What’s the lesson from the World Cup? The difference between winning and losing. There are winners and losers not just here in this world but even in the next world. As the Book of Revelation says, heaven is for “those who prove victorious”.
I’m all in favour of that logic called the “win-win” deal, where both sides get something they need and everybody walks away happy. But it doesn’t always work that way. The whole point of revelation is that we must take sides. We are caught up in a war between God and Satan. One side is going to win, and the other is going to lose. Jesus said, “Anyone who is not with me is against me!” You really do have to choose. Are you determined to be faithful to Jesus no matter what happens? Will he be able to tell you on Judgement Day: “Well done, my good and faithful servant! Because you have been faithful in these little things, I will entrust you with greater things. Enter into the joy of your master”?
The analogy between salvation and the World Cup has its weakness. The losers in a football match are not evil. Sports is based on competition, where both teams are trying to achieve something good. So, this is where the analogy breaks down. God’s plan is to achieve something good, but Satan’s plan is the opposite. God sets us free, so we can be happy forever in a kingdom of light. Satan wants to enslave, making us miserable forever in a realm of darkness and death.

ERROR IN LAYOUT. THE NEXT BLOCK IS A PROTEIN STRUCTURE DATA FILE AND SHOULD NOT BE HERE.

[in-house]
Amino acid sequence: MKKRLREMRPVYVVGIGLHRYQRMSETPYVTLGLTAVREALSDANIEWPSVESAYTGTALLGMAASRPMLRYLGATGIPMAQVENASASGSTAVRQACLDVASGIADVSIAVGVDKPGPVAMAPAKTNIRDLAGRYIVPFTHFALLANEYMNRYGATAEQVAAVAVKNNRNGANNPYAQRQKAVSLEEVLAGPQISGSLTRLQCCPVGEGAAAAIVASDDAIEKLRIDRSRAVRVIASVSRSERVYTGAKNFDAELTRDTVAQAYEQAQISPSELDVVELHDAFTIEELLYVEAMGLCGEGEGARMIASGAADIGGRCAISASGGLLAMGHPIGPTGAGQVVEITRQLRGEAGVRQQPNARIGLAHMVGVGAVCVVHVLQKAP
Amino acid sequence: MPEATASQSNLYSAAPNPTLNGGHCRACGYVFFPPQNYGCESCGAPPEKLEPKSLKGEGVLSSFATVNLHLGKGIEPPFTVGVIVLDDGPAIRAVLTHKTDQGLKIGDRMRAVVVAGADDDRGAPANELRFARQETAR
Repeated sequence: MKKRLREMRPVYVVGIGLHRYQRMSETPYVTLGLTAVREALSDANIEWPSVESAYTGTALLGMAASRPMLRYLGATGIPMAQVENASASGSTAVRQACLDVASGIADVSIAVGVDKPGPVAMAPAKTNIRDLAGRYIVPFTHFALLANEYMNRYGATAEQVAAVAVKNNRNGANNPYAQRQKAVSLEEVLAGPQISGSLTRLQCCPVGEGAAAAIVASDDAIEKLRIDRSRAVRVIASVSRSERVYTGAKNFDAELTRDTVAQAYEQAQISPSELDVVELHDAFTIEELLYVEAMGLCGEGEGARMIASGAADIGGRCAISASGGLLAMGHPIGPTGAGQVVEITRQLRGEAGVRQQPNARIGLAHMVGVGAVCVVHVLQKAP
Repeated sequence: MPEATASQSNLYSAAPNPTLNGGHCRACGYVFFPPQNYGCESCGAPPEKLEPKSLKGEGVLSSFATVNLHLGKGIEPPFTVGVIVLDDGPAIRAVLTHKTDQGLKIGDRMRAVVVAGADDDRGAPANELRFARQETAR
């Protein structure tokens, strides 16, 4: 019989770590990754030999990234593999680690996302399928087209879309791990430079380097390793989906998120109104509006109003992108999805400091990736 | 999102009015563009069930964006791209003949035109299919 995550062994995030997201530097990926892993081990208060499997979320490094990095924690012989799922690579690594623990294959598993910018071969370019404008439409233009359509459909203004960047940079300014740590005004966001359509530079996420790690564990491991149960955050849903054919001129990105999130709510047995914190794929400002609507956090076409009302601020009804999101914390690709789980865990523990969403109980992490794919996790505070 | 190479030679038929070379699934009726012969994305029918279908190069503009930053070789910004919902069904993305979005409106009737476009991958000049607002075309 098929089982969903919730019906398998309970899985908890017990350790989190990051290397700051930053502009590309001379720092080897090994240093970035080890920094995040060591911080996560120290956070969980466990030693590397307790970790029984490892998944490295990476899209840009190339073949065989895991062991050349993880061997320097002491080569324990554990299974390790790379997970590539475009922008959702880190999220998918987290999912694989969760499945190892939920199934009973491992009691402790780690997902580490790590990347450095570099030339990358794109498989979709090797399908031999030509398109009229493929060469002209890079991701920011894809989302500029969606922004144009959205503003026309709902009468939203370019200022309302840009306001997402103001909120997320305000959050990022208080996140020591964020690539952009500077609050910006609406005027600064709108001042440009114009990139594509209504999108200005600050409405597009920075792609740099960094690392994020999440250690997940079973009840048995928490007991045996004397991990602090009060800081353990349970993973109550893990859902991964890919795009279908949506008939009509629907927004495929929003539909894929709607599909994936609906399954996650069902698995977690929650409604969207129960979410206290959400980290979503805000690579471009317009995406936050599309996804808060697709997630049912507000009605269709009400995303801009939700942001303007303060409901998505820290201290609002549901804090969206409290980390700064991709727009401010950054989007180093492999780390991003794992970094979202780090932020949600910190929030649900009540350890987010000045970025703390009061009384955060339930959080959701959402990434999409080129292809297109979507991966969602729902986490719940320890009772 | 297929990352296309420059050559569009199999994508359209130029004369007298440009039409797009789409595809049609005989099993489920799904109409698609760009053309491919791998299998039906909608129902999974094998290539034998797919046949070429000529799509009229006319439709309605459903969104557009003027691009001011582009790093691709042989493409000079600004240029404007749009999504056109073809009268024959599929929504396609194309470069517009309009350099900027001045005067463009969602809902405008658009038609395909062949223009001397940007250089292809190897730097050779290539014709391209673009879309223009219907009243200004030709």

STRUGGLING TO ADVANCE
The World Cup teams are struggling to advance to the quarter-finals. In two weeks, the moment will come for one of them to lift the cup, and shout of victory. Something similar awaits all those who call Christ their king. We struggle now, but we hope to shout of victory when the kingdom comes. Two episodes in the Bible describe that moment of exaltation. One comes from Exodus and the other from Revelation.
It’s victory in the Old Testament under Moses and victory in the New Testament under Jesus Christ. You have seen a stadium full of fans delirious with joy after witnessing the triumph of their team. Imagine the joy of that huge number of saints, “impossible to count, of people from every nation, race, tribe and tongue, standing in front of the throne and in front of the Lamb.”
According to the Book of Revelation, they will sing the Song of Moses, sung by the Israelites after God destroyed Pharaoh’s army: “You alone are holy, Lord God Almighty! Victory to our God, who sits on the throne, and to the Lamb!”